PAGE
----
Hartill 22.721 Prince Qing Hui Mint Xian Feng Red Copper 1000 Cash 1854 Beijing

Hartill 22.721 Prince Qing Hui Mint Xian Feng Red Copper 1000 Cash 1854 Beijing

ANCIENT CHINA
Qing Dynasty

Xian Feng Yuan Bao, Pure Copper 1000 cash,

The Prince Qing Hui Mint

 

cast May to August 1854 only

 

Authenticity guaranteed for all items!

Reference: Hartill 22.721

Weight: 108 grams; Size: 61 mm; Material: Red Copper

 

Mintmark: star and crescent

The Prince Qing Hui Mint

Obv: Xiang Feng Yuan Bao

Rev:

 (   .
  當

ᠪᠣᠣ   ᠴᡳᠣᠸᠠᠨ

 千

Manchurian inscription "Bao Quan"

Board of Revenue

Dang 1000 - equal to 1000 cash

The Prince Qing Hui Mint

In April 1854, the Prince Qing Hui, Ke Qin, along with others, memorialized requesting permission to levy copper for casting large coins and to establish a mint because of the dire state of payments to the army. They proposed to collect 200,000 or 300,000 jin of copper, from which it was calculated that 100,000 strings of coins could be cast. In May, the Prince reported that he had established three furnaces. In July, he requested permission to cast large coins Value Two Hundred, Three Hundred, and Four Hundred. On the 24th day of the same month, the casting of Value Two Hundred to One Thousand stopped. By August 1854, the Prince Qing Hui mint did not have sufficient copper to supplement the casting of regulation coins, and was ordered to close immediately. The surplus copper was transferred to the Board of Revenue, and the workforce was disbanded.

 

The Xianfeng Emperor

The Xianfeng Emperor (simplified Chinese: 咸丰帝; traditional Chinese: 咸豐帝; 17 July 1831 – 22 August 1861), personal name I-ju (or Yizhu), was the ninth Emperor of the Manchu-led Qing dynasty, and the seventh Qing emperor to rule over China, from 1850 to 1861.

The Xianfeng Emperor's reign saw the continued decline of the Qing dynasty. Rebellions in the country, which began the first year of his reign, would not be quelled until well into the reign of the Tongzhi Emperor and resulted in millions of deaths. The Xianfeng Emperor also had to deal with the British and French and their ever growing appetite to expand trade further into China. The Xianfeng Emperor, like his father, the Daoguang Emperor, understood very little about Europeans and their mindset. He viewed non-Chinese as inferior and regarded the Europeans' repeated requests for the establishment of diplomatic relations as an offence. When the Europeans introduced the long-held concept of an exchanged consular relationship, the Xianfeng Emperor quickly rebuffed the idea. At the time of his death, he had not met with any foreign dignitary.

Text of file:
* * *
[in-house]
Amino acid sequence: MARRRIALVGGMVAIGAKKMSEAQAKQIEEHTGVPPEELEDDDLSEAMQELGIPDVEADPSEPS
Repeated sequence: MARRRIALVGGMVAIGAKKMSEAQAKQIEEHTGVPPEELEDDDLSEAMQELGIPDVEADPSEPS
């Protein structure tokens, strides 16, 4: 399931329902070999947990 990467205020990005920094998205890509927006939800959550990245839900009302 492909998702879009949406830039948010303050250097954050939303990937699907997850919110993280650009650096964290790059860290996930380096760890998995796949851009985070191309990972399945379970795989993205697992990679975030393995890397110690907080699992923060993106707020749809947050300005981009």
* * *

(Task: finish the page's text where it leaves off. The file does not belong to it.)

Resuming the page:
Despite his tumultuous decade of reign, the Xianfeng Emperor was commonly seen as the last Qing emperor to have held paramount authority, ruling in his own right. His son and subsequent successors' rule were overseen by regents, a trend witnessed until the fall of the Qing dynasty.

The Hsien Feng period was one of great strife in China. The Tai-ping rebellion, which lasted from 1853 to 1864 and was at least partly responsible for inflation resulting in paper money being issued for larger denomination (1000 and higher), and a variety of cast coin denominations from 1 to 1000 cash. The one cash coins have the standard two character mint marks on the reverses, while higher denominations have four characters with the extra two to show the denomination.

 

 

 

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Hartill 22.721 Prince Qing Hui Mint Xian Feng Red Copper 1000 Cash 1854 Beijing

$55.00Price

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